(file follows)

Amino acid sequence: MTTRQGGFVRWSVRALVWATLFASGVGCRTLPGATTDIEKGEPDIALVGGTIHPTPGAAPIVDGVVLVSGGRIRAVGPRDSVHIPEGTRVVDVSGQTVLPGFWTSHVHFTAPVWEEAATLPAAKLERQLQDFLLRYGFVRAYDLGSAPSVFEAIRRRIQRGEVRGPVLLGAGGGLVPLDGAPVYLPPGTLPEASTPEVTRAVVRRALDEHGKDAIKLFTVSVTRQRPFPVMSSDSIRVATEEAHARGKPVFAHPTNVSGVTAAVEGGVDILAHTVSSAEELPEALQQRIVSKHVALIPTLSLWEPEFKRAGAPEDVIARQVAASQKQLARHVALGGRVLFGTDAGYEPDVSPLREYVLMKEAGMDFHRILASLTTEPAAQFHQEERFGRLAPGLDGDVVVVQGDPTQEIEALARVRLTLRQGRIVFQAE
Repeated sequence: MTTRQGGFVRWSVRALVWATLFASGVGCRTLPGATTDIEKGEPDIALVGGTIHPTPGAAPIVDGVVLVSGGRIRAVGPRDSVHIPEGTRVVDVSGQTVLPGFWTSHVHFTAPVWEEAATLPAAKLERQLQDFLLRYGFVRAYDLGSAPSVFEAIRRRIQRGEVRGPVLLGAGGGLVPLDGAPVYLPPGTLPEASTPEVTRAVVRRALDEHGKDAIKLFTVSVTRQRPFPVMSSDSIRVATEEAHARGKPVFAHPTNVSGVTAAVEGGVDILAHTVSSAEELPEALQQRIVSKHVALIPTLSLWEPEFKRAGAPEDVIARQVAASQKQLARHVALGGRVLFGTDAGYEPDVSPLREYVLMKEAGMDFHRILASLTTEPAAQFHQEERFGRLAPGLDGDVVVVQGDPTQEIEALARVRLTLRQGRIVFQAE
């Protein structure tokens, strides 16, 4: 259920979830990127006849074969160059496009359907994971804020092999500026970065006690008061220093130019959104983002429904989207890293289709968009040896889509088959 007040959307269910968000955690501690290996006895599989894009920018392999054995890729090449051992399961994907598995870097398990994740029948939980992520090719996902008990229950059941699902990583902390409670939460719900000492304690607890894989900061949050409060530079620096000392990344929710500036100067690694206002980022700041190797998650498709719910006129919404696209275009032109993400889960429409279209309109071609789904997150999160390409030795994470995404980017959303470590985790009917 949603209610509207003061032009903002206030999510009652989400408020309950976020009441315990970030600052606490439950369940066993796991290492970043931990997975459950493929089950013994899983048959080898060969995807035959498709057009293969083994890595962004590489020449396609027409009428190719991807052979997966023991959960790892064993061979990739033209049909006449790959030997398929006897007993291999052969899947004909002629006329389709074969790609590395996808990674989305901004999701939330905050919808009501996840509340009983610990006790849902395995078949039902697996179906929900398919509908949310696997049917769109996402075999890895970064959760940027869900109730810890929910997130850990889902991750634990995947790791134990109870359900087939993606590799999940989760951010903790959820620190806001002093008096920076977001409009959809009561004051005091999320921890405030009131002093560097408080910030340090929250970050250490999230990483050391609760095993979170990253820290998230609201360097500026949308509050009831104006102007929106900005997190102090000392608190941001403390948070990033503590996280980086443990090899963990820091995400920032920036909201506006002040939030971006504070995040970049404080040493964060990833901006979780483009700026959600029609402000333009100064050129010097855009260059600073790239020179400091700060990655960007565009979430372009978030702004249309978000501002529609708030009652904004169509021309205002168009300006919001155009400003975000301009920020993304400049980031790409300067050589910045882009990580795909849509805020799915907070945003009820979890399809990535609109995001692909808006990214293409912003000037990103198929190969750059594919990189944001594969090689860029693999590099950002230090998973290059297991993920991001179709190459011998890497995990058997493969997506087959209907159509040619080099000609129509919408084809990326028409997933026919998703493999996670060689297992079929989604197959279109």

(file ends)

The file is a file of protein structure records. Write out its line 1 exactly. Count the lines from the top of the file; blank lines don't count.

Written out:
Amino acid sequence: MTTRQGGFVRWSVRALVWATLFASGVGCRTLPGATTDIEKGEPDIALVGGTIHPTPGAAPIVDGVVLVSGGRIRAVGPRDSVHIPEGTRVVDVSGQTVLPGFWTSHVHFTAPVWEEAATLPAAKLERQLQDFLLRYGFVRAYDLGSAPSVFEAIRRRIQRGEVRGPVLLGAGGGLVPLDGAPVYLPPGTLPEASTPEVTRAVVRRALDEHGKDAIKLFTVSVTRQRPFPVMSSDSIRVATEEAHARGKPVFAHPTNVSGVTAAVEGGVDILAHTVSSAEELPEALQQRIVSKHVALIPTLSLWEPEFKRAGAPEDVIARQVAASQKQLARHVALGGRVLFGTDAGYEPDVSPLREYVLMKEAGMDFHRILASLTTEPAAQFHQEERFGRLAPGLDGDVVVVQGDPTQEIEALARVRLTLRQGRIVFQAE